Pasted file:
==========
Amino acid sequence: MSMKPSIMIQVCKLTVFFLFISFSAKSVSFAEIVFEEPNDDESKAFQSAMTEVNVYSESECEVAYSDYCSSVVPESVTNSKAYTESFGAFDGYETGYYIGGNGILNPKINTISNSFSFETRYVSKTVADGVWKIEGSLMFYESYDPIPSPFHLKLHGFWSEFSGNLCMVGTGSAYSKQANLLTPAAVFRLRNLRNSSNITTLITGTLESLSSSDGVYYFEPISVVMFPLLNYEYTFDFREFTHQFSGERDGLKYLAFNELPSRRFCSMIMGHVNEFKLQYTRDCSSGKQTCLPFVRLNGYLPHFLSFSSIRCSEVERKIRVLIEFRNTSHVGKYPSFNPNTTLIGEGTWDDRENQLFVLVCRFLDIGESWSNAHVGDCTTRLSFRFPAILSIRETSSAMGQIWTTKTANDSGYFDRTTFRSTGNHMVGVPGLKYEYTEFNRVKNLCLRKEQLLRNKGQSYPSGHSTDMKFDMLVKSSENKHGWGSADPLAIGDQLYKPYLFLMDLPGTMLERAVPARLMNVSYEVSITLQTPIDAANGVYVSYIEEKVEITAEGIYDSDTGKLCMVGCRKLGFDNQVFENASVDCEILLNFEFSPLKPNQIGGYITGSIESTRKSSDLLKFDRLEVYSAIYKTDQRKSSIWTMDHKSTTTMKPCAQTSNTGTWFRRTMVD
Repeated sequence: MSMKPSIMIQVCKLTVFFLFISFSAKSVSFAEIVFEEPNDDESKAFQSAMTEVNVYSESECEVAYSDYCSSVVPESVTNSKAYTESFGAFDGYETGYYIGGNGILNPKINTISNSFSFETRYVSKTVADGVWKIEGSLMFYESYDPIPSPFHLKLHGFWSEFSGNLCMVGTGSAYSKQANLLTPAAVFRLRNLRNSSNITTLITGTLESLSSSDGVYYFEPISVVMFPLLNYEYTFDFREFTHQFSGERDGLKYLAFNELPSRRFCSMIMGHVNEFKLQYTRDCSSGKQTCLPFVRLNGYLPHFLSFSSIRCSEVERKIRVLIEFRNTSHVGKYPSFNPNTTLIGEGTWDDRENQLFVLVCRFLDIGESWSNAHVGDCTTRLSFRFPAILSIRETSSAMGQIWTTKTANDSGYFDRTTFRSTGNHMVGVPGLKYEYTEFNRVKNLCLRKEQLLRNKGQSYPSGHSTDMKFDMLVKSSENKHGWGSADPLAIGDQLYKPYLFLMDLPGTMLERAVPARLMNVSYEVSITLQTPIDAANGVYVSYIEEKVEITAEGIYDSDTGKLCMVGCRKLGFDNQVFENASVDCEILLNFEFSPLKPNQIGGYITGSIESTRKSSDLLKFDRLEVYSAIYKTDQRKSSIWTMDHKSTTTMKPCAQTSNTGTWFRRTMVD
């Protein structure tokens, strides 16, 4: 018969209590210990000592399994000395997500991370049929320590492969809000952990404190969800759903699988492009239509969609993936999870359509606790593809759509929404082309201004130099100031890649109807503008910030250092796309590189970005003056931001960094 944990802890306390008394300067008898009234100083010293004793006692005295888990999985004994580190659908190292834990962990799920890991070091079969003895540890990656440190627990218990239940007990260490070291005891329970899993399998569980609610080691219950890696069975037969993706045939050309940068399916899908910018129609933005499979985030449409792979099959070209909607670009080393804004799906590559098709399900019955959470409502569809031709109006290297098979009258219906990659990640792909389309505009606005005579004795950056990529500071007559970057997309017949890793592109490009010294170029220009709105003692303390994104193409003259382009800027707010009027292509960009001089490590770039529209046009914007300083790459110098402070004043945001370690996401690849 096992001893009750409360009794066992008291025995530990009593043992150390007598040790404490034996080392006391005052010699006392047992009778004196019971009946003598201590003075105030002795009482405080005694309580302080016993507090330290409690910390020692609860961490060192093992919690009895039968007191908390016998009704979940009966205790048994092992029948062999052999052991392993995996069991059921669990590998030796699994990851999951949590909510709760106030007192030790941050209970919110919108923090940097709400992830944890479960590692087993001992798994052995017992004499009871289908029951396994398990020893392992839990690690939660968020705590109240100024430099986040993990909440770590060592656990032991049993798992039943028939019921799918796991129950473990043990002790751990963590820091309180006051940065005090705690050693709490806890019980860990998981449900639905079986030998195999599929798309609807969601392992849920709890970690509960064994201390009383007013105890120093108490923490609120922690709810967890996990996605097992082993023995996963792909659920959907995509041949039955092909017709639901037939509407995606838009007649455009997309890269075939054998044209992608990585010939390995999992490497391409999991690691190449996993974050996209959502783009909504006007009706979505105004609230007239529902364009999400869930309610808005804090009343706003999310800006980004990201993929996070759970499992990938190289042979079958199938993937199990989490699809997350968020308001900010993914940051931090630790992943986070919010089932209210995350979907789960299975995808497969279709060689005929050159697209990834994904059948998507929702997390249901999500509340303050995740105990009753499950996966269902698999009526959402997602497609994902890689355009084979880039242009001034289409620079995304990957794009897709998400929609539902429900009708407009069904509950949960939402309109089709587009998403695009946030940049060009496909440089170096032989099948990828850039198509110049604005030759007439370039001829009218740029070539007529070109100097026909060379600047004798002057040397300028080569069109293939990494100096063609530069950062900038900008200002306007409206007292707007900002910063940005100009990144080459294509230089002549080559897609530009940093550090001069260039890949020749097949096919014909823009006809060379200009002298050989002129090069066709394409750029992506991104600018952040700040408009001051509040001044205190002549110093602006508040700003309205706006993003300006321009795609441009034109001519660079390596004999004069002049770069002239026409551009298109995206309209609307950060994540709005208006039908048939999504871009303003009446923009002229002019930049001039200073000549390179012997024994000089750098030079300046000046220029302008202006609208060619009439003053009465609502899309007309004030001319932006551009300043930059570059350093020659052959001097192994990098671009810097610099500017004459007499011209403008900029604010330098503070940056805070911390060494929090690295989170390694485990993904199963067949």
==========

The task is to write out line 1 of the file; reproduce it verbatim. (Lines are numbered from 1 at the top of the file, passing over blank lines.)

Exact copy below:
Amino acid sequence: MSMKPSIMIQVCKLTVFFLFISFSAKSVSFAEIVFEEPNDDESKAFQSAMTEVNVYSESECEVAYSDYCSSVVPESVTNSKAYTESFGAFDGYETGYYIGGNGILNPKINTISNSFSFETRYVSKTVADGVWKIEGSLMFYESYDPIPSPFHLKLHGFWSEFSGNLCMVGTGSAYSKQANLLTPAAVFRLRNLRNSSNITTLITGTLESLSSSDGVYYFEPISVVMFPLLNYEYTFDFREFTHQFSGERDGLKYLAFNELPSRRFCSMIMGHVNEFKLQYTRDCSSGKQTCLPFVRLNGYLPHFLSFSSIRCSEVERKIRVLIEFRNTSHVGKYPSFNPNTTLIGEGTWDDRENQLFVLVCRFLDIGESWSNAHVGDCTTRLSFRFPAILSIRETSSAMGQIWTTKTANDSGYFDRTTFRSTGNHMVGVPGLKYEYTEFNRVKNLCLRKEQLLRNKGQSYPSGHSTDMKFDMLVKSSENKHGWGSADPLAIGDQLYKPYLFLMDLPGTMLERAVPARLMNVSYEVSITLQTPIDAANGVYVSYIEEKVEITAEGIYDSDTGKLCMVGCRKLGFDNQVFENASVDCEILLNFEFSPLKPNQIGGYITGSIESTRKSSDLLKFDRLEVYSAIYKTDQRKSSIWTMDHKSTTTMKPCAQTSNTGTWFRRTMVD